Despite a strong cast, 'Term Life' simply meanders throughout its runtime hitting tried-and-true beats with pedestrian direction and plotting. Outside of one really bad haircut, this is a flick that manages to leave no lasting impression whatsoever -- and while that might be a good thing for a robber during a heist, it leads to an overwhelmingly forgettable watch.
The Blu-ray: Vital Disc Stats
Universal presents 'Term Life' on a BD-50 Blu-ray disc housed in a keepcase with a cardboard slipcover. Instructions for an iTunes/UltraViolet Digital Copy are included as well. After some skippable trailers, the disc transitions to a standard menu.
The Video: Sizing Up the Picture
The movie is provided with a 1080p/AVC MPEG-4 transfer in the 2.40:1 aspect ratio. Marked by a generic visual style, the image is technically proficient but a bit dull and flat.
Shot on the Arri Alexa and Red Epic Dragon, the digital source is clean and free from any troublesome artifacts outside of negligible grain-like noise. Detail is very solid, exposing every awful strand of Vince Vaughn's terrible hairstyle along with fine textures in various objects and locations. With that said, the picture has a comparatively soft look that lacks much in the way of dimension. Colors veer toward the dull side with a cool cast and a slightly washed out look. Likewise, contrast appears a bit overexposed and black levels are a hair elevated.
'Term Life' looks just fine on Blu-ray, but the made-for-TV aesthetic and lack of depth don't offer much to get excited about.
The Audio: Rating the Sound
The film is presented with a DTS-HD MA 5.1 track, along with optional English SDH subtitles. Much like the video, the audio is perfectly serviceable but lacks the layered sense of immersion found on better mixes.
Speech and narration are crisp and well prioritized, though that doesn't make the banal voice over or trite dialogue any easier to stomach. The soundstage has a solid sense of atmosphere, spreading appropriate ambiance and music cuess around the room. To this end, select effects, like passing cars, blaring sirens, and general street noises move from speaker to speaker with natural imaging and directionality. With that said, surround use is minimal and the design work lacks convincing texture, making some locations sound a tad underdeveloped. Thankfully, more action heavy scenes do perk up, sending whizzing bullets to the rears while engaging a few decent LFE cues during explosions and chases.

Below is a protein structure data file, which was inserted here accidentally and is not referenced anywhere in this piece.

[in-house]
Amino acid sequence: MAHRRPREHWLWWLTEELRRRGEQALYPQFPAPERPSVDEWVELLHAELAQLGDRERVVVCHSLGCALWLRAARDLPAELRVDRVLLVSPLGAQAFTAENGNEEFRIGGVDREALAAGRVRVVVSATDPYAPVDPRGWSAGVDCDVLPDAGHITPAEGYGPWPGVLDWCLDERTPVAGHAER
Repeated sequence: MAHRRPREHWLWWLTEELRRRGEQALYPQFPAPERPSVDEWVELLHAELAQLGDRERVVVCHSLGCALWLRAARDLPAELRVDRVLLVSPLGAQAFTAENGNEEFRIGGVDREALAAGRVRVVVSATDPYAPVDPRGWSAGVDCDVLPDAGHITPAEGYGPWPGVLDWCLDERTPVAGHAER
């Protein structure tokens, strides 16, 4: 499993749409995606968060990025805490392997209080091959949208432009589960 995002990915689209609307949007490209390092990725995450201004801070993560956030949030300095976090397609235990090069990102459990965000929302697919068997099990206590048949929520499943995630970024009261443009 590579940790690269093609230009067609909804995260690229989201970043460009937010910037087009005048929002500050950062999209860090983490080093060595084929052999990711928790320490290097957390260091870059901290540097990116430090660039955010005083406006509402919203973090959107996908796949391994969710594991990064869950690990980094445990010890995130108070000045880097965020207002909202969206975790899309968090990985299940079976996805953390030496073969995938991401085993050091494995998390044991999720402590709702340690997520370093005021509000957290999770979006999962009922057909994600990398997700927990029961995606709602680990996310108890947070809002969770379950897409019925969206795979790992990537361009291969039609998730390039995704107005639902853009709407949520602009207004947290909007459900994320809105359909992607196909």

Some sequences are livelier than others, offering a few splashes of relatively aggressive effects work, but by and large, 'Term Life' feels a little sparse and restrained compared to more robust action flick mixes.
The Supplements: Digging Into the Good Stuff
- A Family Affair: Making Term Life (HD, 3 min) – Presented in 1080p with Dolby Digital 2.0 audio, this is a quick and shallow behind-the-scenes featurette with some fluffy cast & crew interviews. The participants talk up the production well enough, but this is just too brief to offer any real insights.
HD Bonus Content: Any Exclusive Goodies in There?
There are no HD exclusives.
'Term Life' is a clichéd and dull crime thriller. The flick tries to find an emotional story through its father/daughter subplot, but the movie's overwhelmingly generic plot and style drag it down. On the technical front, the video and audio are both very solid but unremarkable. For supplements, all we get is a thoroughly disposable featurette, rounding out a disappointing disc. This is one release that most viewers will want to skip.
- 1080p/AVC MPEG-4
- English DTS-HD Master Audio 5.1
- English SDH
- A Family Affair: Making Term Life